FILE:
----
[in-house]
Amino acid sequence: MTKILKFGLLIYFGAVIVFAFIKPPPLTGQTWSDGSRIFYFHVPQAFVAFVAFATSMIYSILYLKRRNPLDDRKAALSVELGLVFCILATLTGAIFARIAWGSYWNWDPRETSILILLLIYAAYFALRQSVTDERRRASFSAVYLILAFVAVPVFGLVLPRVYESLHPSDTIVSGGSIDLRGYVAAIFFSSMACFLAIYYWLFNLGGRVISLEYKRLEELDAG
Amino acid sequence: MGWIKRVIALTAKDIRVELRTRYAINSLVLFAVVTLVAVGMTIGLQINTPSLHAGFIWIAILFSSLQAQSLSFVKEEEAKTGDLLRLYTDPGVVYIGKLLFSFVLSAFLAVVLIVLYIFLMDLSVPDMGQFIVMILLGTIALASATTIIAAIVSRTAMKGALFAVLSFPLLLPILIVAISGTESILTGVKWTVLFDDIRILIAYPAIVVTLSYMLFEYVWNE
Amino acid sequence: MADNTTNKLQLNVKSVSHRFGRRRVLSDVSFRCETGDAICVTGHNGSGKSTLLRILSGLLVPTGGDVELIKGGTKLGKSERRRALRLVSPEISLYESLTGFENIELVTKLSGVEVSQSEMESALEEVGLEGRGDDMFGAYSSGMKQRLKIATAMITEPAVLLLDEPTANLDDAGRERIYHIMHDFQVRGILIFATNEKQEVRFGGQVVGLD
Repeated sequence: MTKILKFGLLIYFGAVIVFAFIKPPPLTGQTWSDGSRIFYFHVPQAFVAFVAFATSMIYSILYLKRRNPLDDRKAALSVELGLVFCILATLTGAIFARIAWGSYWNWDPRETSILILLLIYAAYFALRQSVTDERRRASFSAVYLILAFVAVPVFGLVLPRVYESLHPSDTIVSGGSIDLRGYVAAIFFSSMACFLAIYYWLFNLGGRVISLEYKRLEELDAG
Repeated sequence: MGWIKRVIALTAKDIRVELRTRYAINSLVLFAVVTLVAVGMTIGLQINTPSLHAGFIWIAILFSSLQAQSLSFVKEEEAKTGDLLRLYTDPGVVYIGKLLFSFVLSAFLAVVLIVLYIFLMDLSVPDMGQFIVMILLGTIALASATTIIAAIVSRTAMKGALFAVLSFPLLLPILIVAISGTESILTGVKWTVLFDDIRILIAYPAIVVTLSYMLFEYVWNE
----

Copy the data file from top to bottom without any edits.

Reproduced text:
[in-house]
Amino acid sequence: MTKILKFGLLIYFGAVIVFAFIKPPPLTGQTWSDGSRIFYFHVPQAFVAFVAFATSMIYSILYLKRRNPLDDRKAALSVELGLVFCILATLTGAIFARIAWGSYWNWDPRETSILILLLIYAAYFALRQSVTDERRRASFSAVYLILAFVAVPVFGLVLPRVYESLHPSDTIVSGGSIDLRGYVAAIFFSSMACFLAIYYWLFNLGGRVISLEYKRLEELDAG
Amino acid sequence: MGWIKRVIALTAKDIRVELRTRYAINSLVLFAVVTLVAVGMTIGLQINTPSLHAGFIWIAILFSSLQAQSLSFVKEEEAKTGDLLRLYTDPGVVYIGKLLFSFVLSAFLAVVLIVLYIFLMDLSVPDMGQFIVMILLGTIALASATTIIAAIVSRTAMKGALFAVLSFPLLLPILIVAISGTESILTGVKWTVLFDDIRILIAYPAIVVTLSYMLFEYVWNE
Amino acid sequence: MADNTTNKLQLNVKSVSHRFGRRRVLSDVSFRCETGDAICVTGHNGSGKSTLLRILSGLLVPTGGDVELIKGGTKLGKSERRRALRLVSPEISLYESLTGFENIELVTKLSGVEVSQSEMESALEEVGLEGRGDDMFGAYSSGMKQRLKIATAMITEPAVLLLDEPTANLDDAGRERIYHIMHDFQVRGILIFATNEKQEVRFGGQVVGLD
Repeated sequence: MTKILKFGLLIYFGAVIVFAFIKPPPLTGQTWSDGSRIFYFHVPQAFVAFVAFATSMIYSILYLKRRNPLDDRKAALSVELGLVFCILATLTGAIFARIAWGSYWNWDPRETSILILLLIYAAYFALRQSVTDERRRASFSAVYLILAFVAVPVFGLVLPRVYESLHPSDTIVSGGSIDLRGYVAAIFFSSMACFLAIYYWLFNLGGRVISLEYKRLEELDAG
Repeated sequence: MGWIKRVIALTAKDIRVELRTRYAINSLVLFAVVTLVAVGMTIGLQINTPSLHAGFIWIAILFSSLQAQSLSFVKEEEAKTGDLLRLYTDPGVVYIGKLLFSFVLSAFLAVVLIVLYIFLMDLSVPDMGQFIVMILLGTIALASATTIIAAIVSRTAMKGALFAVLSFPLLLPILIVAISGTESILTGVKWTVLFDDIRILIAYPAIVVTLSYMLFEYVWNE